Thursday, December 2News That Matters

SpongeBob, ‘Star Trek’ and sports drive subscriptions to Paramount+.

SpongeBob, “Star Trek” and the Super Bowl have attracted new subscribers to ViacomCBS’s streaming platforms.

The company, led by Shari Redstone, rebranded its long-running streaming service as Paramount+ in March, while also providing it with a slew of new shows, films and sports programming. The company also added content to Pluto, its free streaming service.

The stronger commitment to digital media has created a revenue powerhouse, with streaming sales jumping 65 percent to $816 million in the first quarter, the company reported Thursday. ViacomCBS said it added 6 million new streaming subscribers to both Paramount+ and a smaller streaming service, Showtime, bringing the total to 36 million.

The company doesn’t disclose how many customers are coming to each platform, but the majority have bought Paramount+, a cheaper service at $6 a month with ads, or $10 a month without commercials. ViacomCBS plans to offer a new tier at $5 a month this June in an effort to drive more subscribers. That should help the company sell more ads, offsetting the price drop.

Pluto also saw large gains. It touts 50 million active monthly viewers, nearly double the number it had last year. Unlike Paramount+, Pluto is free and relies entirely on commercials to generate revenue. The popularity of free streamers such as Pluto has enlivened the ad market as brands look for venues beyond traditional TV to promote their wares.

Revenue from advertising on the company’s streaming platforms rose 62 percent to $428 million, while subscription revenues from streaming increased 69 percent to $388 million.

Despite the rapid growth, streaming remains a cost-intensive business and is likely a big money loser. Even Netflix, the industry leader, bled cash for years before achieving true profitability only after it surpassed 200 million subscribers last year.

The company said it will invest more in original series and films for Paramount+, and, in a marked switch from its previous strategy, it plans to hold back more of its own productions for the service, instead of licensing them to other streamers.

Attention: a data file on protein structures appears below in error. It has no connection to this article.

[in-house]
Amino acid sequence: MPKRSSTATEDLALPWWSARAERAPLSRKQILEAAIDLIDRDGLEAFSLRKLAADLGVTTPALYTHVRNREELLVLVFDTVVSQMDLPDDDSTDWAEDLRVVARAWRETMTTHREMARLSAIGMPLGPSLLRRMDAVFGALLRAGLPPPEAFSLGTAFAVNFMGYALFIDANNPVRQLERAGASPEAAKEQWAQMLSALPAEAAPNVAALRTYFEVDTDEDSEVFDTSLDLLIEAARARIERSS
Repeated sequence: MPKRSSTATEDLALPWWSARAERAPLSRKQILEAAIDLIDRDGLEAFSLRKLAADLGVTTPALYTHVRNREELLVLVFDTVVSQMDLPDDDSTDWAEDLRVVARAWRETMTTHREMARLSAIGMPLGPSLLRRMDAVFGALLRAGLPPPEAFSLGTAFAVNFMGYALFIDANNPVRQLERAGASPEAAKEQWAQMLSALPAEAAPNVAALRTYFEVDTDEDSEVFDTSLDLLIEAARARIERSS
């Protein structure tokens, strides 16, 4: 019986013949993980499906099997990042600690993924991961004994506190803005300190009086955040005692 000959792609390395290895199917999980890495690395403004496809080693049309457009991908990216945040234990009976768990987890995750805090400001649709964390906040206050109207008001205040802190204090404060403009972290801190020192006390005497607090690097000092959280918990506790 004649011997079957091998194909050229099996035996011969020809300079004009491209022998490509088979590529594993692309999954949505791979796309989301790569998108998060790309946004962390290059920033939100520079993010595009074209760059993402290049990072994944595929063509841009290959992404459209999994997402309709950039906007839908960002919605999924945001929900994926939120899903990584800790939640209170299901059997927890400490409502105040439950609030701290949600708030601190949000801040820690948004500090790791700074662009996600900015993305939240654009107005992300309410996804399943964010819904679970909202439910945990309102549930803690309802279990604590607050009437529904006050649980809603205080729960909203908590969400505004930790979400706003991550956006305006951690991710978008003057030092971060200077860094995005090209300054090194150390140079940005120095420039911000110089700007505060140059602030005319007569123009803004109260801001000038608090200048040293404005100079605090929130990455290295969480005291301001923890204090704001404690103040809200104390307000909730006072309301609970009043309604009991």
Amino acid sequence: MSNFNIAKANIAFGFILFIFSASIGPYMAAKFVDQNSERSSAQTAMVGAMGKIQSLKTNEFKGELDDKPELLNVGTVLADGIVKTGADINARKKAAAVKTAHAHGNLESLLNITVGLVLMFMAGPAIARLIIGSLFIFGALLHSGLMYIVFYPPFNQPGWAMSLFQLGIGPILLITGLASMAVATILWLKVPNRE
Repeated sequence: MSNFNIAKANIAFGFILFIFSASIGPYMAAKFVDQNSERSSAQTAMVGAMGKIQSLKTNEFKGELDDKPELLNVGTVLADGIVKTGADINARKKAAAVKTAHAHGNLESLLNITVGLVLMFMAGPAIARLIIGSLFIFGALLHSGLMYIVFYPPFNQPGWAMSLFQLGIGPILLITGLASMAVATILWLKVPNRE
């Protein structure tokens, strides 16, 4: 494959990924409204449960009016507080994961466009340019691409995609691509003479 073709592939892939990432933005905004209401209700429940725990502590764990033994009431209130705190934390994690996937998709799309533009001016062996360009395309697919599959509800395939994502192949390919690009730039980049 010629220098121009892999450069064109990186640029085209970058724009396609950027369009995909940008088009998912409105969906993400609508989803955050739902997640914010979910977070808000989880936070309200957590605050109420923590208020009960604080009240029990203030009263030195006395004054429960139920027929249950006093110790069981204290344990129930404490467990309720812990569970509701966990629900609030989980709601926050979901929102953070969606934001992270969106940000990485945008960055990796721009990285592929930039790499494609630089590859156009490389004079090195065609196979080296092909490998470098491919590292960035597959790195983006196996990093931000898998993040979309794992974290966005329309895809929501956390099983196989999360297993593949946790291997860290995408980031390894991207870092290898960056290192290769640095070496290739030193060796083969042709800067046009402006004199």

In 2019, the company sold rights to “South Park,” one of its most popular franchises, to AT&T’s HBO Max for $500 million for several years. It has also sold shows such as “Tom Clancy’s Jack Ryan” to Amazon Prime Video and “Thirteen Reasons Why” to Netflix. Now, ViacomCBS will try to fill its content pipeline from its own studios.

The focus on streaming highlights the steady decline of the company’s traditional broadcast and cable businesses. Viewership has been dropping, as it has at other TV networks. ViacomCBS still benefited from hosting this year’s Super Bowl and the NCAA basketball tournament. Advertising increased 21 percent, to $2.7 billion, and carriage fees paid by cable operators rose 5 percent, to $2 billion.

Overall, adjusted operating profit at ViacomCBS gained 39 percent, hitting $961 million, and revenue increased 14 percent to $7.4 billion.

In the quarter, the company also took advantage of an unusually frothy market for its stock and issued new shares to raise $2.7 billion in capital. Shares in ViacomCBS had jumped nearly tenfold in the past year.

Most of those gains had come as a result of a heavily leveraged trading strategy from a single investment firm called Archegos Capital Management, led by the investor Bill Hwang. At one point Mr. Hwang was responsible for $20 billion of ViacomCBS stock, or a third of all shares.

It all came tumbling down last month, when lenders demanded their money back. ViacomCBS also suffered as its share price plummeted from a high of $100 to about $38 on Thursday.